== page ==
By participating in a data project in the Tableau Community via Tableau Public, you will learn a lot from others.  I am still amazed how 50 people can all work on the same project objective with the same data and 50 different visualizations will come out of it… often with different angles, presentations, and insights.  When you worked with the data yourself and then see all the various ways people chose to present it, this helps to broaden the way you think about and approach new data sets.

Many people make their Tableau Public workbooks downloadable*, which means you can look at how they did what they did.  I can’t recall the number of “Ah-ha!” moments I’ve had from reverse engineering workbooks I’ve downloaded and this is arguably one of the most compelling reasons you should start using it.  Many times I had assumed something was complicated, but when you look underneath the hood, so to speak, you can see that it’s more straightforward than you may have thought.  The opposite can be true as well, but it all leads to learning.

*If you are inspired by someone else’s work or their workbook has significantly helped you form your own piece of work in some way, it’s always a good idea to give that author credit or a mention of some kind, if and when you publish or otherwise share your work.  See the Community Code of Conduct on this topic.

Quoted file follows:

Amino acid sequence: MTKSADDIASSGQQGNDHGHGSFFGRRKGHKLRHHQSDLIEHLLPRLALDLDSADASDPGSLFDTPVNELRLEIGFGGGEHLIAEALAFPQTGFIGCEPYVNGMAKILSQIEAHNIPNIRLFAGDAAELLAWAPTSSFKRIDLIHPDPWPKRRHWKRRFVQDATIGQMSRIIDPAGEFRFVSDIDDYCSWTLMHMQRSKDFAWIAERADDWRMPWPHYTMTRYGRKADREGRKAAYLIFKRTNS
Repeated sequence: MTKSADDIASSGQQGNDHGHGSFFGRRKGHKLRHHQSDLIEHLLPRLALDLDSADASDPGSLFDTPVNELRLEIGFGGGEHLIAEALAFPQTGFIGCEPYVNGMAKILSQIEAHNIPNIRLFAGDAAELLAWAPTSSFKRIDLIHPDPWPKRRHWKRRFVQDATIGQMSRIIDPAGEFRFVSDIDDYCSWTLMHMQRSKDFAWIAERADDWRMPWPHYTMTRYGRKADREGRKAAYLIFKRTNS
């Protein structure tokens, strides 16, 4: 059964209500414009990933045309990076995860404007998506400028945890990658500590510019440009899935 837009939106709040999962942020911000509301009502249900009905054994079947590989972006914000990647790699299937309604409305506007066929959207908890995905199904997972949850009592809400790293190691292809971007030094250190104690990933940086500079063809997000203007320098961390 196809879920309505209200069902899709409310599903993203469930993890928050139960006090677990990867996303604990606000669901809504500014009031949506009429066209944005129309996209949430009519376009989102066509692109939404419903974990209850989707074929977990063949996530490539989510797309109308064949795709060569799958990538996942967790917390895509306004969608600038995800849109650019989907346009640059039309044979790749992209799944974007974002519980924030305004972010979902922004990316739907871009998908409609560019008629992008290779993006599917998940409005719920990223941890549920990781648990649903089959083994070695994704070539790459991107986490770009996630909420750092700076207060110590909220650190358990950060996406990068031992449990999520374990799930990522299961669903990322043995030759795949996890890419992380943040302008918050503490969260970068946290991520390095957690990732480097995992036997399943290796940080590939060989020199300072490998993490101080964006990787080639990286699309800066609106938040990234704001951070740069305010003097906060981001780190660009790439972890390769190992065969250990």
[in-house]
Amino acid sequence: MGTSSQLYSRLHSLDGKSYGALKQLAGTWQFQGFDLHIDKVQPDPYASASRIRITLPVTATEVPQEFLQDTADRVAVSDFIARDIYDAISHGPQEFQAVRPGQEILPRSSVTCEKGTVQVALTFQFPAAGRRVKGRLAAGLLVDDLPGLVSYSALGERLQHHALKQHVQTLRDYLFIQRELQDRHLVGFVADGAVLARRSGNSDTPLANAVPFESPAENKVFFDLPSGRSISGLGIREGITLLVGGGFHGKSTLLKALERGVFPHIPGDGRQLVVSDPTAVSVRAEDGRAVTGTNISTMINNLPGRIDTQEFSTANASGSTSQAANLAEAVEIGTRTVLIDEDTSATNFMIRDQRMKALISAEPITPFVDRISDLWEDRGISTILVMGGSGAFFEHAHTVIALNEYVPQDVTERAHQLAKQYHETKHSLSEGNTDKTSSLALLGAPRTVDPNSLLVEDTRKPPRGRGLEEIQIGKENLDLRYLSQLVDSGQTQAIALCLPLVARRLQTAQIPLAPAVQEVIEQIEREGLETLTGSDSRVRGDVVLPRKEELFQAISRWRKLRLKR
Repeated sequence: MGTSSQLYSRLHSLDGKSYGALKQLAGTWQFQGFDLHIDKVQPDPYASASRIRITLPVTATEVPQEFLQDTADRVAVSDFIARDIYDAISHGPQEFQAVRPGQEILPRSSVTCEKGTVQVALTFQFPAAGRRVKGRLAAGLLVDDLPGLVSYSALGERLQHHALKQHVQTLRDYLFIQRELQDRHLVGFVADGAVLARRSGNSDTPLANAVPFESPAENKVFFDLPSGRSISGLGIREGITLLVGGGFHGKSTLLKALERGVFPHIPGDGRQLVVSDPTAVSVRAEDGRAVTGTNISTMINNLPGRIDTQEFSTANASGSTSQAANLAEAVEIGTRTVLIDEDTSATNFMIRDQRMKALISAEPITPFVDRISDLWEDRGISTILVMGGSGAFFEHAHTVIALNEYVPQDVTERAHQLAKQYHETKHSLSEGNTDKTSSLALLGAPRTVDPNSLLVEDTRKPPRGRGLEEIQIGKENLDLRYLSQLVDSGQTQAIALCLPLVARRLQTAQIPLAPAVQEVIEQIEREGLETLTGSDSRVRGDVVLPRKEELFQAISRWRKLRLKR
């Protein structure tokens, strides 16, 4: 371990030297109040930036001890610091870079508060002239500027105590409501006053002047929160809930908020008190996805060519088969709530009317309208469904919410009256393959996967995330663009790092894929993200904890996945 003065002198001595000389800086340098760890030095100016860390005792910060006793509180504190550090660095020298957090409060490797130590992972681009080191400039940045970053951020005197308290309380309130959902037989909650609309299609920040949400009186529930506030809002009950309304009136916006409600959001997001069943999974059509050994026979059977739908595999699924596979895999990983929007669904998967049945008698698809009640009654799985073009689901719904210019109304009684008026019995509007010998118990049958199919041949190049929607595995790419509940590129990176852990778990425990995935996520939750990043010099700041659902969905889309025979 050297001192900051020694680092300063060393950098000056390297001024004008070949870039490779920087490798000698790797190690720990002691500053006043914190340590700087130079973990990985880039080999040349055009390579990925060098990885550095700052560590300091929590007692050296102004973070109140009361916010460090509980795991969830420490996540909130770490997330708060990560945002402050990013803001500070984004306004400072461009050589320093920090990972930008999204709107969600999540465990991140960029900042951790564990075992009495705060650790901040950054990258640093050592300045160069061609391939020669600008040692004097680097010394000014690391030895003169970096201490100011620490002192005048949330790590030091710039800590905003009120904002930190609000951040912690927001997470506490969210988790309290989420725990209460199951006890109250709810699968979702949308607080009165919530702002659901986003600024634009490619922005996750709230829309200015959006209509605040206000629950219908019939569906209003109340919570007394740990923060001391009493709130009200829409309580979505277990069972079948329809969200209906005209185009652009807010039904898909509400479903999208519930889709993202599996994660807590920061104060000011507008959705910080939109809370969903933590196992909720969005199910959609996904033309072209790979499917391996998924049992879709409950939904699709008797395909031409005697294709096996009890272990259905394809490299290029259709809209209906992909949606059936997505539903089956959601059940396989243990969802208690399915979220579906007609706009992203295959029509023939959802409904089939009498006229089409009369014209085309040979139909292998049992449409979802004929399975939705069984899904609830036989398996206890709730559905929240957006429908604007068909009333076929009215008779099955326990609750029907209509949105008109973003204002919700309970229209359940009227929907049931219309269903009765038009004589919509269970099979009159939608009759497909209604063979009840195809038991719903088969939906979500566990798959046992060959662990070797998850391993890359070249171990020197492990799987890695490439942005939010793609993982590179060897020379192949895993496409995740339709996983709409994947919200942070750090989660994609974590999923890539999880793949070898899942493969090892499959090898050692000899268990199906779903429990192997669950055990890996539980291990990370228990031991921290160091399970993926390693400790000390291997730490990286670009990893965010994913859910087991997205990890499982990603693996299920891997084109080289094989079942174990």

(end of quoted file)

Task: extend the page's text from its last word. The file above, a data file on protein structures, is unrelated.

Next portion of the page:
2) You can explore what’s possible in Tableau

The Tableau Public Gallery blows me away sometimes (well… most of the time!).  It felt like a few years back that ‘pretty’ visualizations or data art – things that wouldn’t necessarily be suitable for a business ask – seemed to be most prevalent or noted in the gallery.  However in recent years, I am finding more and more business-related dashboards, guides, and tools being created and featured, which is fantastic.  While I would suggest that most Tableau Desktop users are approaching their use of the tool with a business dashboard objective in mind, many of these artistic-leaning pieces of work push the boundaries of what Tableau is capable of and can still, in turn, inspire ideas for how to present information, choose color schemes, format and structure dashboards, and ultimately help you think about how to tell a story with data for business purposes.

Below are links to some of my favorite references on Tableau Public that could be helpful to you from a business perspective:

Feel free to check what I have marked as a favorite on my profile for more like the above.

To find more business-related publications on Tableau Public, I’d suggest using the following search terms (or similar) within Tableau Public’s search function:

  • Business
  • Guide
  • Color / Colour
  • Supply Chain
  • HR / Human Resources
  • Call Center / Call Centre
  • VOTD / Viz Of The Day
  • Sales
  • RWFD / Real World Fake Data

3) It becomes a portfolio

As you publish visualizations to your profile one by one, this becomes a portfolio for you.  So the next time you are job hunting and you’re looking for a position that requires Tableau Desktop skills, you can do more than just say “Yes, I know how to use Tableau.” You can actually prove your abilities and range of skills through your portfolio. When it comes down to the last round of interviews for a role, having that portfolio could be what pushes you ahead of the rest. 

I would suggest that it also demonstrates that you can take initiative and learn independently, which are invaluable skills to any potential employer.